The lawsuit has been successful. The courts have found that the City engaged in racial discrimination by limiting hiring, between 1996 and 2002, to candidates with scores of 89 or higher and excluding those with passing scores between 65 and 88. The trial court called the City’s practice “a manifest violation” of Title VII, our nation’s core anti-discrimination statute in the employment context.

2.

Why did the City’s decision not to hire applicants with scores below 89 violate the law?


The problem with the City’s hiring decisions, as the courts have found, was that: (a) there was no job-related justification for excluding candidates with scores below 89 from hiring, and (b) that exclusion very disproportionately blocked African Americans from getting firefighter jobs. (In legal terms, there was an unjustifiable “disparate impact”).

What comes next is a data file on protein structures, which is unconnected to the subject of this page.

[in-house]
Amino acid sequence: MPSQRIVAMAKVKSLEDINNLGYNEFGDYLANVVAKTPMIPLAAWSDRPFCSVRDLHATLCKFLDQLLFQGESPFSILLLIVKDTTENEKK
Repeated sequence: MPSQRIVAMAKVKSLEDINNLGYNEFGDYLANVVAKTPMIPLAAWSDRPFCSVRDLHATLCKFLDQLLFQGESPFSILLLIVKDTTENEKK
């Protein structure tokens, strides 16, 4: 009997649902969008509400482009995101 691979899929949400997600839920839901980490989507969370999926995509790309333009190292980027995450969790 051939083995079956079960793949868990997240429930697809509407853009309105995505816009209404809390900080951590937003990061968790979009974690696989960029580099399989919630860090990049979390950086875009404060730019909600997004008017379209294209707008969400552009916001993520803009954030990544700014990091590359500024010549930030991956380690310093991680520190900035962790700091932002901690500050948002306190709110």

While the fact that a candidate passed the 1995 Test with a score of a score of 65 or better may have provided some useful information about the candidate’s qualifications for a firefighter position, whether a candidate scored 89 or higher provided none. As the federal district court stated in its ruling, the 89 cut-off score was a “statistically meaningless bench-mark.” There was and is no evidence and no reason to believe that a candidate with a score of 89 or higher was any more qualified, in any relevant respect, than a candidate with a passing score between 65 and 88. Therefore, there was no lawful basis to limit hiring to persons with scores of 89 and above.

3.

I heard that this case went to the Supreme Court; is that correct?